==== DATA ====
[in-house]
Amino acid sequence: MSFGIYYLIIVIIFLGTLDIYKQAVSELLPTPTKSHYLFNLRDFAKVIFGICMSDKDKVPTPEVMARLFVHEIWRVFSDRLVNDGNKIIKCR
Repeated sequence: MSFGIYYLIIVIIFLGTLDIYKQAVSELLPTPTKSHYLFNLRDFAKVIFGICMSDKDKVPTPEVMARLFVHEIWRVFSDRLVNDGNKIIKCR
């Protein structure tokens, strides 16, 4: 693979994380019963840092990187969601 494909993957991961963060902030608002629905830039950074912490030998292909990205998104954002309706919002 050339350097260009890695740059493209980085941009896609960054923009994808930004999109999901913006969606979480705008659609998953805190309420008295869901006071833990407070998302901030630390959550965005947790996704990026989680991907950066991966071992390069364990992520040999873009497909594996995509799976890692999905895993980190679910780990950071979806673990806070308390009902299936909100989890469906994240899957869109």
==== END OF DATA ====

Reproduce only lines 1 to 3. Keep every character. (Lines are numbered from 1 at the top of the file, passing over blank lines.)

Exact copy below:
[in-house]
Amino acid sequence: MSFGIYYLIIVIIFLGTLDIYKQAVSELLPTPTKSHYLFNLRDFAKVIFGICMSDKDKVPTPEVMARLFVHEIWRVFSDRLVNDGNKIIKCR
Repeated sequence: MSFGIYYLIIVIIFLGTLDIYKQAVSELLPTPTKSHYLFNLRDFAKVIFGICMSDKDKVPTPEVMARLFVHEIWRVFSDRLVNDGNKIIKCR